The first step in developing the questionnaire was qualitative data collection using semi-structured interviews with key informants and focus group discussions. A total of 18 focus group interviews (nine male, nine female) and 16 individual interviews (11 male, five female) were conducted. Qualitative data was analyzed by the research team, looking for examples of outcomes and impacts under the categories of the five capital assets of the Sustainable Livelihoods Framework.3 An example of this analysis is illustrated in Table 1.

Constructing the Questionnaire

The survey development team devised questions based on the qualitative analysis provided by the focus group interviews. These questions were then formatted and the language was reviewed with a small group for correct grammar and the appropriate use of language. Questions were written in the local language using familiar terms and phrases. Due to a lack of baseline data, MAG used a five-point scale as a way of assessing household perceptions of change. Examples from the questionnaire are displayed in Table 2.

Table 2: Examples from questionnaire
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Table 2: Examples from questionnaire

The questionnaire was then tested with 30 randomly selected households. Repeated testing allowed for an identification of questions with high non-response rates or poor reliability (some of the questions did not receive the same response despite being re-taken by the same people). Based on these statistical tests and feedback from the enumerators administering the questionnaires, a revised questionnaire was drafted and re-checked for appropriateness of language.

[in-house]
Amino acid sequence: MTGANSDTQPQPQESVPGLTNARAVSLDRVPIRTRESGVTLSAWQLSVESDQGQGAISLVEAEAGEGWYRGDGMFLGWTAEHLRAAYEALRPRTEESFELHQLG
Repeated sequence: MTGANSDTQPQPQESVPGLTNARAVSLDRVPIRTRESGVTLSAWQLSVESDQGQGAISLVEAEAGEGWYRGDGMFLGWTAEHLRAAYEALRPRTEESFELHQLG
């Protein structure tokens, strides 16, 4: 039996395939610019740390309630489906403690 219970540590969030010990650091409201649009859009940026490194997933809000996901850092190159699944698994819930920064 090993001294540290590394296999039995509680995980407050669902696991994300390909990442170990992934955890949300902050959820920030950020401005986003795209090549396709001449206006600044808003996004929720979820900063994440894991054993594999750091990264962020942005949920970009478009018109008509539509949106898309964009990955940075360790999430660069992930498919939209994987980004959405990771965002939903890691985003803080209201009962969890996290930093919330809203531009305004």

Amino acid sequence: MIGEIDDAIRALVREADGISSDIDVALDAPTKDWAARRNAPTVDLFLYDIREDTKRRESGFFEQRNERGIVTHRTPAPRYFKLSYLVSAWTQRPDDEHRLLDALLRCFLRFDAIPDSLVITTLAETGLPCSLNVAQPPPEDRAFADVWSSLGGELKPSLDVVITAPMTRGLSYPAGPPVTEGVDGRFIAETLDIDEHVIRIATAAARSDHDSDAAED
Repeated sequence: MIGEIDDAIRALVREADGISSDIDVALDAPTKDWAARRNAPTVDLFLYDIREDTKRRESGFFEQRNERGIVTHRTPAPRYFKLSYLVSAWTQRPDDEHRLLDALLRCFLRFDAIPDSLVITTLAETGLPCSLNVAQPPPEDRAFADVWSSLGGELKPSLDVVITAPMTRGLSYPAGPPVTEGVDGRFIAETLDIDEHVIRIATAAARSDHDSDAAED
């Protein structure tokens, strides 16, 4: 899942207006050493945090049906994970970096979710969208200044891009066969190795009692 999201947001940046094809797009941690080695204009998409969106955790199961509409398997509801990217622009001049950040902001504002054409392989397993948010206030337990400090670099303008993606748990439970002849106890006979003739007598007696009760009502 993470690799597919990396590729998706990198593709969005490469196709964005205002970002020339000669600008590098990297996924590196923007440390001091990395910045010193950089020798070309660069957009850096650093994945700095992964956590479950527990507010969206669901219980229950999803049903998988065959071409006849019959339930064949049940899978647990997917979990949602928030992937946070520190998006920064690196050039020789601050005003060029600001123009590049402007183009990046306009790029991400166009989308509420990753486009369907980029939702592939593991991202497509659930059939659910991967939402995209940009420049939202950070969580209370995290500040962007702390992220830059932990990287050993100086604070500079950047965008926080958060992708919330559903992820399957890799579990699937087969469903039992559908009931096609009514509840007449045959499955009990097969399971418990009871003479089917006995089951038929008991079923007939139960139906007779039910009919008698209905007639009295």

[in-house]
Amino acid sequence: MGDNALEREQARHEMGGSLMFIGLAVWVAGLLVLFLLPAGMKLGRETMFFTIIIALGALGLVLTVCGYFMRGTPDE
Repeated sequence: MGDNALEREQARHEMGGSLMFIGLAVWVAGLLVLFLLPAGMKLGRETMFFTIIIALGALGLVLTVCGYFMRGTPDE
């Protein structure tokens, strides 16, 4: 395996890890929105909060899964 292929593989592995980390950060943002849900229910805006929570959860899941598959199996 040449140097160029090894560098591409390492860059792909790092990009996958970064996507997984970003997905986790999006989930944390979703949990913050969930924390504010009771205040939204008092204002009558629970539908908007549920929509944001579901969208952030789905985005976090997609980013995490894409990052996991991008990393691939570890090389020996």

The revised questionnaire was pilot-tested and was again tested with 30 randomly selected households, resulting in a pre-final questionnaire. The pre-final questionnaire was tested and retested 10 days later with the same population. Further statistical tests were performed, and based on the results, the five-point scales were reduced to three-point scales (e.g., better than before/no change/worse than before). Further feedback from the test enumerators and a statistician also led to additional changes to the layout and wording of the questionnaire. For example, questions with multiple-choice answers were reworded as illustrated in Table 3.

Table 3: Example of multiple-choice questionnaire.
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Table 3: Example of multiple-choice questionnaire.

The process of developing the questionnaire is illustrated in Figure 1.

The final version of the questionnaire begins with a statement outlining the objectives of the questionnaire and includes declarations of confidentiality and consent. The remainder of the questionnaire is divided into eight sections:

Figure 1: Process of developing the questionnaire.
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Figure 1: Process of developing the questionnaire.
                  1. Basic information about the village and clearance site completed prior to the interview
                  2. A composite of household wealth indicators to give an indication of access to assets
                  3. Livelihood strategies
                  4. Pre- and post-UXO clearance land use
                  5. Participation in UXO-clearance process
                  6. Impact of clearance on creation or depletion of assets (as organized under the five assets in the asset pentagon) and on beneficiaries
                  7. Impact of clearance on cash income
                  8. An analysis of the current UXO situation. At the beginning of each section, instructions are provided for enumerators.